MBA Research
Not-for-profit, research-based support for all Business Administration educators: entrepreneurship, finance, hospitality, management/administration, and marketing.

Program Development - Other Articles

Labor Statistics Support Business Administration Programs
    --April Miller and Jim Gleason

The MBA Research Business Administration curriculum model reflects input from hundreds of individual business leaders from throughout the nation.  And, while the MBA model provides strong guidance on curriculum for Business Administration programs in entrepreneurship, finance, hospitality, management, and marketing, employment data provide a different type of reference point.

We know that Business Administration is the number one declared major for first-year students in four-year colleges.  Nearly 20% of college freshmen are business majors!  This exceptional interest in college business classes would seem to be a strong argument for increasing the number of Business Administration courses in high school.  And, while college enrollment data make the case for high school business and marketing classes, employment data add still more to the argument.

In 2007, the Bureau of Labor Statistics made the following occupational employment projections through the year 2016:  

  • Employment in management, business, and financial occupations is projected to grow by 1.6 million jobs.  That’s additional career positions for which our Business Administration programs can begin preparing students.  The data:
    • In 2006, 15.4 million people were employed in these managerial fields. In 2016, the number of jobs is expected to increase 10.4% to 17.0 million.
    • Keep in mind that many of the Baby Boomers are expected to retire in the coming years. This will created millions more job openings. As a result, the total number of job openings due to industry growth and net replacements in these occupational fields is projected to be 4.6 million job positions.  That’s 4.6 million openings.  Compare this number with projections in other fields, and we have a strong argument for more and more substantive high school and college Business Administration programs.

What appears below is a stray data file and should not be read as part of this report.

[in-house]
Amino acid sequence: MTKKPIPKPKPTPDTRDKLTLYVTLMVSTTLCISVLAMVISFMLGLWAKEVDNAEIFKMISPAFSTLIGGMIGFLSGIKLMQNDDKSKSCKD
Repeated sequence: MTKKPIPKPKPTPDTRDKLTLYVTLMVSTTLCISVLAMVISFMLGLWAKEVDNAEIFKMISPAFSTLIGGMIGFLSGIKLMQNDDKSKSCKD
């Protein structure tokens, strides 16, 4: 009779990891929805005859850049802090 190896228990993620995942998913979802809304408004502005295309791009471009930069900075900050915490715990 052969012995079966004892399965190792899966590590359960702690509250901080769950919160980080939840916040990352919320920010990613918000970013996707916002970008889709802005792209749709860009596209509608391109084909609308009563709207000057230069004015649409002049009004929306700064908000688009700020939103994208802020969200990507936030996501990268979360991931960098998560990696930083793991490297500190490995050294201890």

• Employment in business and financial operationsoccupations is projected to increase 16%.  Again, the data:
    • A total of 1.1 million new jobs will be created.
    • Employment in such occupations will grow from 6.6 million jobs to 7.7 million jobs.
    • The total number of job openings due to growth and net replacements is expected to be 2.2 million job positions.
  • Sales and related occupations are expected to grow 7.6%.
    • Employment in 2006 was 16.0 million people. By 2016, that number is expected to grow by 1.2 million to 17.2 million jobs.
    • The total number of job openings due to growth and net replacements is expected to be 6.2 million by 2016.
  • Office and administrative support occupations are projected to increase 7.2% from 24.3 million jobs to 26.1 million jobs.
    • That amounts to 1.8 million new jobs.
    • The total number of job openings due to growth and net replacements in these occupations is expected to be 7.4 million by 2016.
  • Although some STEM experts, such as those participating in the STEM Workforce Data Project, categorize market research as a STEM-related field, market research is much more closely aligned with the business-related occupational fields.  Although small in comparison with other managerial careers, market research offers both a substantial career opportunity anda strong background for other business careers.
    • The number of market and survey researchers is expected to increase 19% from 0.26 million jobs to 0.31 million jobs.
    • Total job openings due to growth and net replacements is expected to be 0.7 million jobs by 2016.
  • When these numbers are combined, it is clear that the Bureau of Labor Statistics expects 5.75 million new jobs to be created in business-related occupations by 2016.
  • When net replacements are added to this number, the total number of job openings in business-related occupations is projected to be 21.1 million by 2016.
  • Employment in business-related fields is expected to rise for several specific reasons, including:
    • A rise in the total number of businesses
    • An increased emphasis on customer service